Louise & Benny recently presented at GovMaker 2023 at the Pond-Deshpande Centre in New Brunswick. Their talk was titled Laying the Groundwork for Change; Sunsetting and Succession Planning. 

What do we do to prepare for foundational change at an organizational or network level?
How do we facilitate new (and different) approaches to building a shared sustainable
future? How do we let go of what's no longer serving us and create supportive conditions
for the new and different?
How do we responsibly let go with transparency and grace in order to support new
approaches to shared concerns? In this conversation, Louise Adongo and Benny WelterNolan discuss making way and space for new leadership through organizational transitions.
Mission-focused sunsetting can have a greater impact on communities when preceding
goals have been achieved, capacity has been reached, and energy and resources are
needed elsewhere. Succession planning can provide the resources and support necessary
for new leadership to have a greater impact.

Looking forward

Reflections and lessons that will be captured in this three-part blog series:

  • Healthy transitions and succession are vital to leadership retention and impact
  • Burnout is a systemic issue with individualized impact exacerbated for BIPOC leaders of intersectional identity 
  • Co-leadership is an opportunity for systemic change to support plurality, particularly in the context of systems transformation and equity work. 

Read the series:

Bio – Benny Welter-Nolan

Benny Welter-Nolan is a cultural worker based in Kjipuktuk, Mi’kma’ki also known as Halifax, Nova Scotia. Their passion for opportunity accessibility and solidarity between equity-deserving communities is informed by their disability, polyqueer and transgender identities. Their early experience in art and governance led them to understand that political will follows cultural shifts, and that the arts are a leader of social transformation.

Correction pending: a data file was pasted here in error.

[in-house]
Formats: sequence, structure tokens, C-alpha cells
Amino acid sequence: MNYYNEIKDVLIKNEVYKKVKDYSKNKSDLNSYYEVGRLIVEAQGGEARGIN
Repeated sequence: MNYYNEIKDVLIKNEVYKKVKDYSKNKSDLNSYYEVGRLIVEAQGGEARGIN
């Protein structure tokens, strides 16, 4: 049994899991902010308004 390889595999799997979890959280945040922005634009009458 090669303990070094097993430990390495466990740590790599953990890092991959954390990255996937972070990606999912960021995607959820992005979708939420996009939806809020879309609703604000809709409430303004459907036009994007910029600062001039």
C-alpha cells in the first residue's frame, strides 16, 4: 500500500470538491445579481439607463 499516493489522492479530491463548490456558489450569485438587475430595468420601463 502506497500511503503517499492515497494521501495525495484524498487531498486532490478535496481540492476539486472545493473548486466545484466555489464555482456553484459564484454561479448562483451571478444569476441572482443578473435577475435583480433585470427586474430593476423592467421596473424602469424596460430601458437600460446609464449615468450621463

Benny has over a decade of experience managing charitable organizations through major transitions. As the Executive Director of Visual Arts Nova Scotia, they created a strategic plan and implemented systems change focused on equity, sustainability and connection. They increased the organization’s operating budget by over 50%, fundraising more than a half million dollars and successfully advocating for major operating support increases with the province and municipality. Their leadership consultancy Shaping Change helps social purpose organizations build more collaborative, inclusive, and equitable workplaces. 

Having served as Co-Chair of The Youth Project, Co-director of Hermes Artist Cooperative, Treasurer of Halifax Crafters Society, Secretary of Eyelevel Artist-Run-Centre, NSCAD University Board Member, and Treasurer of Wonder’neath Arts Society, they are known for their expertise in financial capacity building, equity-focused governance and collaborative systems change.

Images Used:

Forest Photo by Dimitri Shteizel, Pexels